District Railway Train Description Indicators on London Transport Railway Platforms
The District Line had a particularly complicated set of destination options at the time it was electrified in 1905. The fact the line was substantially underground presented some interesting problems for signalmen, often quite unable to see approaching trains or their destination-specific headcodes. To make life easier, a means of transmitting codes ahead of trains was devised, essentially using what would now be described as a four digit binary coding system coupled with temporary storage devices. This presented signalmen with data about the next train (or trains) approaching.
Once the decision had been made to introduce such a system, it became obvious that by tapping the four wires through which the codes were transmitted at each station, so it would be possible to display the destinations of up to three approaching trains. To achieve this, large metal signs were erected displaying up to fifteen possible destinations; each destination was presented on an enamelled iron plate and obscured glass arrows next to the relevant plate were back-illuminated when the appropriate code was decoded by the local 'combinator' (as the binary to hexadecimal converter was called).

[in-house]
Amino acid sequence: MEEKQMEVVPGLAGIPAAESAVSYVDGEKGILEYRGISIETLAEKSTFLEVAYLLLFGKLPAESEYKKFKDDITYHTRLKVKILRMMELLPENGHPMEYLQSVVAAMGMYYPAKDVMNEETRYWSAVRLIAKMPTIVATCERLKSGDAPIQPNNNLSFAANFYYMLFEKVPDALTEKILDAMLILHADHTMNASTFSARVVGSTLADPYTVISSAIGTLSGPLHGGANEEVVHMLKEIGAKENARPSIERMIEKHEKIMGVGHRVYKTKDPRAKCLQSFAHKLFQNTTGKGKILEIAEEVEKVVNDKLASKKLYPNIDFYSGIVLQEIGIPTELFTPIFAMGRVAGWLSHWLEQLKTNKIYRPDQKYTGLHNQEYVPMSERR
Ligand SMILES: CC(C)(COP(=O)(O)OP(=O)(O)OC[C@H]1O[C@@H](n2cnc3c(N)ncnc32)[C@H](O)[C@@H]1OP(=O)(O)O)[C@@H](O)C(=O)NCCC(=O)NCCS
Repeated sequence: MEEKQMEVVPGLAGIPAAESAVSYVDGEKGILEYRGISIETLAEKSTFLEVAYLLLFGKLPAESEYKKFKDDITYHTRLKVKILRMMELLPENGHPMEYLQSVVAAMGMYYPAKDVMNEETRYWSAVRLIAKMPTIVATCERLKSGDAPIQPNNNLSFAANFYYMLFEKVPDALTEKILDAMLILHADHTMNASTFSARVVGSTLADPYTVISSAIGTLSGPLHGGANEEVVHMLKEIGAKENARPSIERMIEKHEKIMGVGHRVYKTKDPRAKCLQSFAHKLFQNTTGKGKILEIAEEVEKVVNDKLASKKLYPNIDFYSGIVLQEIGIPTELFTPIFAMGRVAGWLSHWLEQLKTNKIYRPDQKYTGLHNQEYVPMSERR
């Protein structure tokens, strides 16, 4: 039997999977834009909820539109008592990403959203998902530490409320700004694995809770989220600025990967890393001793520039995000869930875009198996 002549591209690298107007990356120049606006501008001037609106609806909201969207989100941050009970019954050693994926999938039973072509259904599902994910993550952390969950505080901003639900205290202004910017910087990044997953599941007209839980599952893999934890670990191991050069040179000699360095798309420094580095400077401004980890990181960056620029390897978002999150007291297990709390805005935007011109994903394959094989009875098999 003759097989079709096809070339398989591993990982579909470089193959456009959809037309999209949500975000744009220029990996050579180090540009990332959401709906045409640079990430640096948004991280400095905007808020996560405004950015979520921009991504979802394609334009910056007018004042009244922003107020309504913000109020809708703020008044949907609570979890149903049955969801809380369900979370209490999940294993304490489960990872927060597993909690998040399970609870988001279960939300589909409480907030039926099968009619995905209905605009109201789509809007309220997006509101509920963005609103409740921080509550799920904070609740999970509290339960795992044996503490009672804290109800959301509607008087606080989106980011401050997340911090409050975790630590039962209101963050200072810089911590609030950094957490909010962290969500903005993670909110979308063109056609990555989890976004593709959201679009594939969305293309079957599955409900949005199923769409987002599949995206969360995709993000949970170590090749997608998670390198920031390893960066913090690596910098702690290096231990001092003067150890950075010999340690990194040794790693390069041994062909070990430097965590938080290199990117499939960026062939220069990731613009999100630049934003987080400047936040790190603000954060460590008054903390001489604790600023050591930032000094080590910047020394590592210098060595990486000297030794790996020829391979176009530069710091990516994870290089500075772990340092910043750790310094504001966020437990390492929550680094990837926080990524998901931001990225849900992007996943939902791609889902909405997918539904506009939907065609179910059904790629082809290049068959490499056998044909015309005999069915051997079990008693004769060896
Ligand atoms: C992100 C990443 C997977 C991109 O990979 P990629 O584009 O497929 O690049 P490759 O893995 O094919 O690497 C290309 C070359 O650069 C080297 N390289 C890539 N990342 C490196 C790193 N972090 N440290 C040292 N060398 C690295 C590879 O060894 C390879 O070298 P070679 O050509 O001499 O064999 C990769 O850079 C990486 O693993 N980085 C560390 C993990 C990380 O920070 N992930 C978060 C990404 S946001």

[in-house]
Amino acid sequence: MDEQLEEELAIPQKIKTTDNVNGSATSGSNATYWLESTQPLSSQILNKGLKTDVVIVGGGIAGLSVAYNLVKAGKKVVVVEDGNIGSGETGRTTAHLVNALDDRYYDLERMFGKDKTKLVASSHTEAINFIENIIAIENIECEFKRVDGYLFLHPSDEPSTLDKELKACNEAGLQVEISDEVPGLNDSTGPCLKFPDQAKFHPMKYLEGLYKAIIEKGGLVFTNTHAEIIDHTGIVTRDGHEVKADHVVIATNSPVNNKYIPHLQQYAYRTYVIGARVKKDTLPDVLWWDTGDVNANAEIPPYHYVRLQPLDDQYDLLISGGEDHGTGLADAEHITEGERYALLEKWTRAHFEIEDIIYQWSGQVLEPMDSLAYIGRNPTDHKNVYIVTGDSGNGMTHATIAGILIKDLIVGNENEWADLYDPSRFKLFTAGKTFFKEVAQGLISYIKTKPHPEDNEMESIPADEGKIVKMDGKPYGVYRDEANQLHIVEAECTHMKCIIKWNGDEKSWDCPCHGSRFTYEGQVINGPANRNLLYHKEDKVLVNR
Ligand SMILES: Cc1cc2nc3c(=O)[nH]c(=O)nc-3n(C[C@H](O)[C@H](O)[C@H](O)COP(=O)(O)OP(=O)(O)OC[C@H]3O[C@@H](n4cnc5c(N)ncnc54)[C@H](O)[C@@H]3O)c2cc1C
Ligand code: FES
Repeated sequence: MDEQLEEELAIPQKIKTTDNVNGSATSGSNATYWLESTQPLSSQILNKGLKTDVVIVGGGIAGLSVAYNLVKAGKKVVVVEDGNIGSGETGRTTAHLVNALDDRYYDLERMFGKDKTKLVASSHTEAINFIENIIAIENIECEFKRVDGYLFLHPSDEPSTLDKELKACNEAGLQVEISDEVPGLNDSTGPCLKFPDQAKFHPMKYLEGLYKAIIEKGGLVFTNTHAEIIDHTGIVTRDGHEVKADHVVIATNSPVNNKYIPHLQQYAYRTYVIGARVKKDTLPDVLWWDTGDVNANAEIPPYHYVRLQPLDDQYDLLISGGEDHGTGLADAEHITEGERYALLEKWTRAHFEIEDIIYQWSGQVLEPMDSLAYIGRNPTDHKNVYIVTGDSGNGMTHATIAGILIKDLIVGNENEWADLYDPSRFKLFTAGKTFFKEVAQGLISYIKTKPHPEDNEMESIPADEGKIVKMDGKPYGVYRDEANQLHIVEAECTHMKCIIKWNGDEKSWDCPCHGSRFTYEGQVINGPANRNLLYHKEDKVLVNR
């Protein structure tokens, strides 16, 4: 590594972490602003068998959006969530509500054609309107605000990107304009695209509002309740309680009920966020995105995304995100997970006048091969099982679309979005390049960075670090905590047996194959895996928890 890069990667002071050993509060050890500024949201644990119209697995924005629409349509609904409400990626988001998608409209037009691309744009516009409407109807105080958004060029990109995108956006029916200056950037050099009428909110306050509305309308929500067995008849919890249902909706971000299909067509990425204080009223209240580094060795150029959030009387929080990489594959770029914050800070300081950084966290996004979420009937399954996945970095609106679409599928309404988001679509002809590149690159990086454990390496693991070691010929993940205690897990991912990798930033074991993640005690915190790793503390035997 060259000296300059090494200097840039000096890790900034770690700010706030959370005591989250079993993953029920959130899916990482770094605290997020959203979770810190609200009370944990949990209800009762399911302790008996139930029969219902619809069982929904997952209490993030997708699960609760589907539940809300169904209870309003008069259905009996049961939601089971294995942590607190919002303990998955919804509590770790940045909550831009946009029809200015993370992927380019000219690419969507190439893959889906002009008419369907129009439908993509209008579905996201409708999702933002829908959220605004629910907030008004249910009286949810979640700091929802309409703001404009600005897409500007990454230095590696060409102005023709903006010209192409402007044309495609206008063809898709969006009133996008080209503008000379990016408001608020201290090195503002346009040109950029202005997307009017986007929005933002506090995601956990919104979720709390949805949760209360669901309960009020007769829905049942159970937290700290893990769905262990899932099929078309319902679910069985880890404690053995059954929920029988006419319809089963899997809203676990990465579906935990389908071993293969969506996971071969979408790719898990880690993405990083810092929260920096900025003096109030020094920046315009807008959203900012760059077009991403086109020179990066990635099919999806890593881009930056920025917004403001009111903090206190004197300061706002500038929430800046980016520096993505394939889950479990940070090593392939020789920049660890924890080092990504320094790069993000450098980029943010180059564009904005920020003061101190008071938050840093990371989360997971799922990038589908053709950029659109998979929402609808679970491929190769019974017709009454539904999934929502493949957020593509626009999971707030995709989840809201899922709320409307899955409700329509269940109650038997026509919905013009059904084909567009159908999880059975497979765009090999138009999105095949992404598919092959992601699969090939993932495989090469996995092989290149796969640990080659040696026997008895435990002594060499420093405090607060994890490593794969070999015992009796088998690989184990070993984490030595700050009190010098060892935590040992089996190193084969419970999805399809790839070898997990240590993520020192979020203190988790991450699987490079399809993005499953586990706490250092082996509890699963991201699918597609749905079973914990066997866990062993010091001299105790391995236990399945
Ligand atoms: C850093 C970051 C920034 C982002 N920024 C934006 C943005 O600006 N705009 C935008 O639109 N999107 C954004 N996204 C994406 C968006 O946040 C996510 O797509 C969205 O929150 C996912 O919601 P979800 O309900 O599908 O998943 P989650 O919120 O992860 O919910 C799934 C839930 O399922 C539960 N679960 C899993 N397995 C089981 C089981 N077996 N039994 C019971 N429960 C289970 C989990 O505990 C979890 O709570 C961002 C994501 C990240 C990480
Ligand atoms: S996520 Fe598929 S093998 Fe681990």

The District still uses the 4-element binary coding system (it's 5 elements now) to transmit train descriptions for signalling purposes, but for the last couple of decades modern dot-matrix train indicators have been used, each sign operated by computers.
Any comments, or additional information, will be especially welcome.
As far as I have been able to tell, the displays shown on these historic indicators has not properly been recorded, nor the varying destinations shown over the 80 years during which the indicators were in use.
This article does not deal with the coding technology behind the indicators. If you want to know more, read the article on Automatic Junction Working, also on this site, as it starts off with a description of how the technology worked.
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